A Deep and Enduring Love
Featured in Mountain Record 28.3, Spring 2010
The first time I met Daido Loori was on a wintry day in February of 2000, when snow was piled high around the Monastery. I had promised my class a field trip to a “real Zen” training center as a highlight of our senior seminar in “Buddhism and Ecology.” We had driven five hours through increasingly blizzard-like conditions from Burlington, Vermont to Mount Tremper and were very glad to finally arrive for dinner that Friday night. Daido greeted us warmly and invited us to meet with him the following afternoon, after the students had tried a little zazen and been for a walk along the river with Ryushin. They were, of course, full of questions about Zen, for which Daido commended them. But I was even more interested in hearing about Daido’s lifelong interest in nature and his personal concerns for the health of the environment. Here was a Zen teacher who connected the dots from Dogen to deforestation, who loved this place in the Catskill Mountains, and who wanted to spend time with my young environmental studies students from University of Vermont.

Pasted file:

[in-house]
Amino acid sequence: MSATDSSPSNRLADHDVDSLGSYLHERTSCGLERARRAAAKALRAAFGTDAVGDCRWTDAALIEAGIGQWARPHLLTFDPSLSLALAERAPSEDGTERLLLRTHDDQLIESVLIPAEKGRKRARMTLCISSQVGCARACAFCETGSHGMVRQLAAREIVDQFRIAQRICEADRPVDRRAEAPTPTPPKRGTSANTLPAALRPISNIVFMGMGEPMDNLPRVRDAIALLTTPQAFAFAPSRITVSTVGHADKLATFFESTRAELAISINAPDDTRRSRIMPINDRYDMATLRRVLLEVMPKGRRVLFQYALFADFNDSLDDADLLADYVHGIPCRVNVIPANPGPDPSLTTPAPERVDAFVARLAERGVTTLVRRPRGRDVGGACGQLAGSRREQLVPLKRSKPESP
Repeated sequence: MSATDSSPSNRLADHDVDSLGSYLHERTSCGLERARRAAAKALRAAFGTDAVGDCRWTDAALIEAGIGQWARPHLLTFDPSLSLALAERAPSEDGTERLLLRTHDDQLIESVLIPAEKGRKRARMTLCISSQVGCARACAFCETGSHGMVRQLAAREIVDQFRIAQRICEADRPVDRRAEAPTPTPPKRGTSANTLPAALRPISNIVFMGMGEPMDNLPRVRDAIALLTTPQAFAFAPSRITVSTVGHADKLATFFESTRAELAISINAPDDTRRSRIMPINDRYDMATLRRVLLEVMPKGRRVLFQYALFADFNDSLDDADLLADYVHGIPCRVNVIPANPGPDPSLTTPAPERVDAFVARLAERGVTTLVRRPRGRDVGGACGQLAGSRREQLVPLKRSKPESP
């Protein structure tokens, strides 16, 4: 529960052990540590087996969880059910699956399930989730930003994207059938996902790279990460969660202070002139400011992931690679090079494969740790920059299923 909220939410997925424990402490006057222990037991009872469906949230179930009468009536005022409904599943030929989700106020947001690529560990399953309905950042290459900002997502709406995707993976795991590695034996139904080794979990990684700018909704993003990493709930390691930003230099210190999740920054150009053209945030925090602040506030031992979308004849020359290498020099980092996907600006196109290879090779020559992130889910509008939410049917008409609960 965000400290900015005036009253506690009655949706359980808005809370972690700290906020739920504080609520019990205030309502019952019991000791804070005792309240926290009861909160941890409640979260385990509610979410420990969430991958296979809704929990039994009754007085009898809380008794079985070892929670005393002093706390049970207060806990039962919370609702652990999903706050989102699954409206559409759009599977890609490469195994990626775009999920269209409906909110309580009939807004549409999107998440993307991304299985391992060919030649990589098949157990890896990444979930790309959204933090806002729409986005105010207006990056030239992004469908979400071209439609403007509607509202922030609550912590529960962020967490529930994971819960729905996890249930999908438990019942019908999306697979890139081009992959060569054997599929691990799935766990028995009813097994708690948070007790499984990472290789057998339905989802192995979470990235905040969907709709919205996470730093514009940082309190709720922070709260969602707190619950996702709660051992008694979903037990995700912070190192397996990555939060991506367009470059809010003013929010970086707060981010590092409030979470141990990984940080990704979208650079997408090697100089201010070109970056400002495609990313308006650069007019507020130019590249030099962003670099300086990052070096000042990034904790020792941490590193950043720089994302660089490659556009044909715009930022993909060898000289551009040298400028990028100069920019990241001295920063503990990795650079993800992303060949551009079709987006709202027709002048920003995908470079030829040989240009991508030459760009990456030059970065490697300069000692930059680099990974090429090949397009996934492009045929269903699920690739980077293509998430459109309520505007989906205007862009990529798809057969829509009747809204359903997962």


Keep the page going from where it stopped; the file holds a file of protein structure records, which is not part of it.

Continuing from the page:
I now know that Daido’s love of the mountains was established long before he founded Zen Mountain Monastery. At the point when I first visited, he had been going up to the Adirondacks for forty-five years. “I would drive up from the Jersey shore several times a year and spend weeks hiking the trails, climbing the mountains, canoeing the rivers. My sons, before they were two years old, had their first experience of the wilderness [t]here.” Over the years Daido came to know these wild areas intimately, camping alone or with others, heating his coffee over a small fire near his tent, ever alert for local animal visitors. When he was thinking of starting a new Zen training center, it was his good fortune to find the 250-acre Mount Tremper property. Here, at the confluence of the Esopus and Beaverkill Rivers, were pine and hardwood forests, ponds, streams, cliffs, caves, and waterfalls, all surrounded by the Catskill Forest Preserve. As Daido explained to my students, the MRO Board of Directors, in the original articles of incorporation, recognized all sentient and insentient beings on the property as sangha, designating eighty percent of the lands as “forever wild” to protect these beings. I knew of no other Zen center with such an ecologically grounded view of practice. I couldn’t have been more delighted.